Foster youth's capitol visit is inspiring
Glenn County's foster youth came back from the state Capitol this week filled with hope.
Six members of the local chapter of California Youth Connection rallied with 200 youth from 32 counties Monday for legislation that could help ensure foster youth are given quality care.
The advocacy group talked to legislators about sponsoring a bill that would require the State Department of Social Services to develop and implement a caregiver evaluation process.
The evaluation would allow licensing agencies to be better informed when it comes to matching youth with the appropriate caregiver or home, said Ashley Beecham, Youth Connection coordinator with the Glenn County Office of Education.
"It's just another tool that can be used to make sure a foster home is the right fit for a child," Beecham said.
Like many foster kids, Beecham spent most of her life in the system.
She now mentors others who are in foster care.
Approximately 60 children live apart from their parents in Glenn County, although as many as 100 have been in foster care recently, said Robin Smith, Glenn County Foster Service Program coordinator.
A bill requiring foster home and caregiver evaluations would not just determine ineffective homes, Smith said, but would shine a spotlight on quality homes and caregivers, making it easier for the county to place children in good homes.
"Only Florida has a similar law," Smith said.
Other states have only implemented caregiver evaluation requirements for homes fostering developmentally disabled adults.
Gov. Chris Christie of New Jersey signed "Tara's Law," in 2012, named for Tara O'Leary, a 28-year-old developmentally disabled woman who died from starvation and neglect in a foster care home in 2008.
Mia Villa, 15, a student at Orland High School, said her experience at Monday's rally was inspiring.
The Youth Connection members spent two days in Sacramento, which was the first visit to the State Capital for most of them.
"It was a lot of fun," she said, "but I also learned so much. I really hope the evaluations are something that happens in the future."
Villa believes having better information about caregivers and homes would make entering foster care less traumatic for the child.
"Walking into a stranger's home is scary," said Villa, who has been in foster care six months. "Some foster kids are sent to 10 or 11 different homes before they find one that works out. I think the evaluations, especially if there is an opportunity for the kid to meet caregivers first, would reduce that and make the child feel more comfortable about going into someone's home."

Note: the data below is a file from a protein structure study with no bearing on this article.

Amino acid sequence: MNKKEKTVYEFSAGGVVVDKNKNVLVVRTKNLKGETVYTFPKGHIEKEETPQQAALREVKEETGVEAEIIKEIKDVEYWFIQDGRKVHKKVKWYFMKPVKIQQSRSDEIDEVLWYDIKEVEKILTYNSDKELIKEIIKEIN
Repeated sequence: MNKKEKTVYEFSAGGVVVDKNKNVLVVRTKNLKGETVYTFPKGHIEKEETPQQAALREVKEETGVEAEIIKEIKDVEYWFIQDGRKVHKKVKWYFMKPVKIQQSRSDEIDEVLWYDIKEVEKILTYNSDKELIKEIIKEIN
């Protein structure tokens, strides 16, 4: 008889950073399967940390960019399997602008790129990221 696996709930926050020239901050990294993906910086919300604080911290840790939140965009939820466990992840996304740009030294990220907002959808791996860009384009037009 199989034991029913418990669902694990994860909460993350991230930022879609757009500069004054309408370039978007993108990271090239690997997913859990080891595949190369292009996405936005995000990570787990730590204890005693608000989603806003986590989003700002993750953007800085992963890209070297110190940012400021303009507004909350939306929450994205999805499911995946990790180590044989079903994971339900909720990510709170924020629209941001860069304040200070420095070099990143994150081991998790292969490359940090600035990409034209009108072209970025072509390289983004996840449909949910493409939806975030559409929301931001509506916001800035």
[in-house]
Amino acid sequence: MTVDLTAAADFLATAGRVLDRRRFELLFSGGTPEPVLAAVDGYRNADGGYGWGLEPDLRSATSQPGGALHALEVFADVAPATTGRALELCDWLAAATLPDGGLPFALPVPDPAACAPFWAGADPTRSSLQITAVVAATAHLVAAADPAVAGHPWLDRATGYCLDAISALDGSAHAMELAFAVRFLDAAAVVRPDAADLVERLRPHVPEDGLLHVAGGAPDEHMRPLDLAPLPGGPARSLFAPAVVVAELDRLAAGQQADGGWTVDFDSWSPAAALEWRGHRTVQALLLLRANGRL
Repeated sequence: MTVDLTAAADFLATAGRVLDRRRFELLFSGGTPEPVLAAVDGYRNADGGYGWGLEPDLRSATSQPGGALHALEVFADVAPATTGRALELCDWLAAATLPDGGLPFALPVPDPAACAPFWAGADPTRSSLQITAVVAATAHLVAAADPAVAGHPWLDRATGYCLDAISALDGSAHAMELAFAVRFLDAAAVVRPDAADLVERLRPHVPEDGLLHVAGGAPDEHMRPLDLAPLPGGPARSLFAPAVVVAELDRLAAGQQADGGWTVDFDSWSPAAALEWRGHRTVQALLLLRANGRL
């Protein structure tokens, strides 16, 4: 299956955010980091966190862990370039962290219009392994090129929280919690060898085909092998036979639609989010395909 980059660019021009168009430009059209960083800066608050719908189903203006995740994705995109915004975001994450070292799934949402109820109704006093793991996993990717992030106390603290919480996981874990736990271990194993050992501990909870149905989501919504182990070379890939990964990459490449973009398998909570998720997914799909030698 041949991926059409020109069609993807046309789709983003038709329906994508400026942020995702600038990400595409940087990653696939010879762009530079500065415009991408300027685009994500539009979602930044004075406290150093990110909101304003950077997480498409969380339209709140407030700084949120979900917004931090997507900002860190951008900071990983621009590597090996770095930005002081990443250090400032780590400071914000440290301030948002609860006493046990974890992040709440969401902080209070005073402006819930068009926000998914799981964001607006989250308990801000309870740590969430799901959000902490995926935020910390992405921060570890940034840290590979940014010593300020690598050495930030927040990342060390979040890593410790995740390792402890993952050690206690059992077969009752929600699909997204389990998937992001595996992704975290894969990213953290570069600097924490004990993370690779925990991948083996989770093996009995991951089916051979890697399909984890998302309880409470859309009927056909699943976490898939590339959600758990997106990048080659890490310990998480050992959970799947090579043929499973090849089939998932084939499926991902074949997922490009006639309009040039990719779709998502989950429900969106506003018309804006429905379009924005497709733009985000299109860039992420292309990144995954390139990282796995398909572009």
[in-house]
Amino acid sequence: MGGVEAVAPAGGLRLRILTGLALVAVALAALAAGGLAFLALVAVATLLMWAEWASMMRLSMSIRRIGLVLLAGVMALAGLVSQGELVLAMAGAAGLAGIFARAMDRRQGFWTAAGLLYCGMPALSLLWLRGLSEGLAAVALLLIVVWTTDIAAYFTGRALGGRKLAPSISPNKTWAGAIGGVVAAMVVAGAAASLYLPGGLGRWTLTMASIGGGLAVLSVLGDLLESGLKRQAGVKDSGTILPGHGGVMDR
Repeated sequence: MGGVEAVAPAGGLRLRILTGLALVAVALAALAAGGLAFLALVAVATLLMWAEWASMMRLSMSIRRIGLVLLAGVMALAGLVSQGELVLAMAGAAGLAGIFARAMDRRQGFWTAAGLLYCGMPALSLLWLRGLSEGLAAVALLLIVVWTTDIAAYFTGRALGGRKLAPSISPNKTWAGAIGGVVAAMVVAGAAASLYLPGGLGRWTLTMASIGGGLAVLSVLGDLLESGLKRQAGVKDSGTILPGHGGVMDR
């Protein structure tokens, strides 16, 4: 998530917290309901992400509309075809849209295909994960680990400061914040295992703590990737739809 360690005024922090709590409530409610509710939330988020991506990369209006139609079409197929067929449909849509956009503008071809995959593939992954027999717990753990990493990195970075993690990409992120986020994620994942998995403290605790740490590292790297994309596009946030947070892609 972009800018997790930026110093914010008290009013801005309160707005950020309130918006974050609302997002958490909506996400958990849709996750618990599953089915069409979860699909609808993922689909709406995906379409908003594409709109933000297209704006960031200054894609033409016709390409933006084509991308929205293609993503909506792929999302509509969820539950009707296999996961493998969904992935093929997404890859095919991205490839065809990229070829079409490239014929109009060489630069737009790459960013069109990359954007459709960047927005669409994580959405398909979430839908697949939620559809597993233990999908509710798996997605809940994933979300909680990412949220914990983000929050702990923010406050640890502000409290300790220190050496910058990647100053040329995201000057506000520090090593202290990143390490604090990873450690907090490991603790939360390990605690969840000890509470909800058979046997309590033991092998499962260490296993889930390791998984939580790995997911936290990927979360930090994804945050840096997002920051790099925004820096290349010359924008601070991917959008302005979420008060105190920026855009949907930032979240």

Like many of the youth who attended the rally, Mia shared her personal story with legislators in hopes a bill could be passed.
"I use to lived with my grandparents," Villa said. "I met my mother when I was seven. She died when I was eight. When I had to go into foster care six months ago it was pretty scary."
Although California Youth Connection has been around since 1988, Glenn County is its newest chapter.
In addition to being an advocacy group that encourages foster youth to have a voice on legislation, Youth Connection serves to motivate youth to lift the veil of secrecy surrounding foster care in the hope of reducing stigma and discrimination.
"Members of Youth Connection are like a family, Beecham said. "That is how they see each other."
The organization has had tremendous success in California getting legislators to address the needs of children in foster care.
Several years ago, Youth Connection members rallied for extending benefits and care of foster youth to age 21.
As a result, Assembly Bill 12 was signed into law on Sept. 30, 2010 and took effect on Jan. 1, 2012.
A provision of the bill extended assistance up to the age of 19 in 2012, age 20 in 2013, and may go up to age 21, depending on additional money being appropriated by the Legislature in 2014.
Beecham said the bill helps to address homelessness among youth who were typically pushed from foster homes at age 18.
"Homelessness has always been a huge problem for foster kids," she said. "It is something we hope to change."
California Youth Connection, which celebrates its 25th anniversary this year, allows foster youth to be members until age 24, Beecham said.